Tell students to intervene when classmates are in trouble with alcohol. Nothing is more tragic than an unconscious student being left to die while others either fail to recognize that the student is in jeopardy or fail to call for help due to fear of getting the student in trouble. Note: Brescia University has a “Medical Amnesty Policy” written in the student handbook which states: “Students seeking help for inebriation, overdose or potential addiction shall be treated in complete confidence and are not subject to disciplinary proceedings, provided the sole reason the University discovers this arose from his/her seeking medical attention or other professional assistance. Additionally, a student seeking similar assistance for a fellow student will be exempt from disciplinary action in consideration of his/her efforts to assist another in need of help.”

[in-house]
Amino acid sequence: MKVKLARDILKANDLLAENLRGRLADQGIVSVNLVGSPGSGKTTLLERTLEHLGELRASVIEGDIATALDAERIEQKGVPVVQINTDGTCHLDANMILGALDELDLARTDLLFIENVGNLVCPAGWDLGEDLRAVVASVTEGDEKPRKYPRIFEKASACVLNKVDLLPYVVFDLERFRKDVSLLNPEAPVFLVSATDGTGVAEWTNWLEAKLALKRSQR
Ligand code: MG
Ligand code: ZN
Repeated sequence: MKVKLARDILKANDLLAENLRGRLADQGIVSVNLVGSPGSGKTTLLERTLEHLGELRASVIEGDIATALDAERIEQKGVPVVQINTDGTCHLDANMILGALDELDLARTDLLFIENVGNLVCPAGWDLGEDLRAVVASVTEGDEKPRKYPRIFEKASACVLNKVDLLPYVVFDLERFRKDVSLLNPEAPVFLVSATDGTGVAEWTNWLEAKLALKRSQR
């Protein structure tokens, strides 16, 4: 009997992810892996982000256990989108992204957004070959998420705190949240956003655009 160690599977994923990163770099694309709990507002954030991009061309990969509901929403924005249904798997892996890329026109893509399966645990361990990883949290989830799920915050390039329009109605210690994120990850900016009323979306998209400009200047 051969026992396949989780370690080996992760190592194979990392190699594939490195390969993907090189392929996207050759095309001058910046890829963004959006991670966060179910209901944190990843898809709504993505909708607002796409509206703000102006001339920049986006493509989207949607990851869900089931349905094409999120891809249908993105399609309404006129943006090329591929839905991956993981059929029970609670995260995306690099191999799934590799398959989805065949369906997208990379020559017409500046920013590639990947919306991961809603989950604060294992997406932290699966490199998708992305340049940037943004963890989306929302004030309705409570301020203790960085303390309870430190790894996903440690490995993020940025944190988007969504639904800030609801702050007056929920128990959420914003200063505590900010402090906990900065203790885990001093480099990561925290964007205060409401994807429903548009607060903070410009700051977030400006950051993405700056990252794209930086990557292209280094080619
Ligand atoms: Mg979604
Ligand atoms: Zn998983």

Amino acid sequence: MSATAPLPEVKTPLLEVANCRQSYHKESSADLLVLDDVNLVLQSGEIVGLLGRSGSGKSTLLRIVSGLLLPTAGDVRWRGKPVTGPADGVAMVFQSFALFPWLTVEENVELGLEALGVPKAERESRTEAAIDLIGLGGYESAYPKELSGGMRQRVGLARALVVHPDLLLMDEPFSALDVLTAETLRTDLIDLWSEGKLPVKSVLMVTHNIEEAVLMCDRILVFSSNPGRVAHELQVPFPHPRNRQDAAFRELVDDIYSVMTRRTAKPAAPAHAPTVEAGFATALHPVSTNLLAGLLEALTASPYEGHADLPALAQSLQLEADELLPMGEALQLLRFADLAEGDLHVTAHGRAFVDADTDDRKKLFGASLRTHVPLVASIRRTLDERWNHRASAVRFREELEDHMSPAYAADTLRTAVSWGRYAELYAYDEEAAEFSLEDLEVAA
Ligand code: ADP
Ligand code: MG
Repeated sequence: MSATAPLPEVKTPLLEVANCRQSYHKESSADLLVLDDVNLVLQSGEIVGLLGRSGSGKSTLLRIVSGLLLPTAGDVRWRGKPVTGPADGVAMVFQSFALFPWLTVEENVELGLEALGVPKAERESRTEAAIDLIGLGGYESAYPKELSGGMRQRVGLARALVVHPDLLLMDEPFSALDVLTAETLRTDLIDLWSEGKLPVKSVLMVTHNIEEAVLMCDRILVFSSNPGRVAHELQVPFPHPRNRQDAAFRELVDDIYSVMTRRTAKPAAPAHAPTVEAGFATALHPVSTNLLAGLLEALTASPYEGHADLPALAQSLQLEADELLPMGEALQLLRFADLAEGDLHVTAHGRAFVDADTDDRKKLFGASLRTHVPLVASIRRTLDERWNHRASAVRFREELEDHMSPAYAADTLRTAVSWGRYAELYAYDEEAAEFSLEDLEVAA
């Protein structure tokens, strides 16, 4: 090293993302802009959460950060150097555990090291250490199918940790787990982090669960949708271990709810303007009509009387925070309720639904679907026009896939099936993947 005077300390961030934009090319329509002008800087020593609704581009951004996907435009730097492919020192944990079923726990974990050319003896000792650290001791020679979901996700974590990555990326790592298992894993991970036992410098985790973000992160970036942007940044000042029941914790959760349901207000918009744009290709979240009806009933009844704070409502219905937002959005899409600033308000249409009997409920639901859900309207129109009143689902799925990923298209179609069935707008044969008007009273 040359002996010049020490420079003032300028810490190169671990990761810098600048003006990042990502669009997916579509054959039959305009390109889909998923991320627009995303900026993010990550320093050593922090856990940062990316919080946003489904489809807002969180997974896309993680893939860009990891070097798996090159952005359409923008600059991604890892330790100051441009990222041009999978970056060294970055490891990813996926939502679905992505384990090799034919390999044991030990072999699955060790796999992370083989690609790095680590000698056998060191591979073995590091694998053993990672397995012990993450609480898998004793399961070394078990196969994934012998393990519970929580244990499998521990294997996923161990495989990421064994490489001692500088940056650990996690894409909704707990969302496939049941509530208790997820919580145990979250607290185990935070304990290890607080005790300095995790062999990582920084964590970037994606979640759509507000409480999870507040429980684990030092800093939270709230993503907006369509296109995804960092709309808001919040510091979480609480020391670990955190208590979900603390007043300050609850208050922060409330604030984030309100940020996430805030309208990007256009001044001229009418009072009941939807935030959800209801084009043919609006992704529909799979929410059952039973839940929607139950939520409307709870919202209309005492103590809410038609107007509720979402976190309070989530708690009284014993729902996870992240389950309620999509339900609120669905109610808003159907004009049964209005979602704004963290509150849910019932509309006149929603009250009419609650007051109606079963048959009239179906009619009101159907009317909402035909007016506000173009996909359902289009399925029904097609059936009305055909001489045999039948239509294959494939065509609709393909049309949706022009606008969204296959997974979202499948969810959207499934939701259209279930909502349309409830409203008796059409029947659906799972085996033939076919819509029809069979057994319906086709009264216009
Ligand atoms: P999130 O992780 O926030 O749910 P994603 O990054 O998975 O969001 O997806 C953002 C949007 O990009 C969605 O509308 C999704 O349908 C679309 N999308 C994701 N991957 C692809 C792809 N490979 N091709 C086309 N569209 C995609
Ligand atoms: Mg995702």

Tell students to stand up for their right to a safe academic environment. Students who do not drink can be affected by the behavior of those who do, ranging from interrupted study time to assault or unwanted sexual advances. Students can confront these problems directly by discussing them with the offender. If that fails, they should notify the housing director or other residence hall staff.
Know the alcohol scene on campus and talk to students about it. Students grossly exaggerate the use of alcohol and other drugs by their peers. A past survey found that Brescia University students believed 94 percent of their peers drink alcohol at least once a week, when the actual rate was less than 50 percent. Students are highly influenced by peers and tend to drink up to what they perceive to be the norm. Confronting misperceptions about alcohol use is vital.
Avoid tales of drinking exploits from your own college years. Entertaining students with stories of drinking back in “the good old days” normalizes what, even then, was abnormal behavior. It also appears to give parental approval to dangerous alcohol consumption.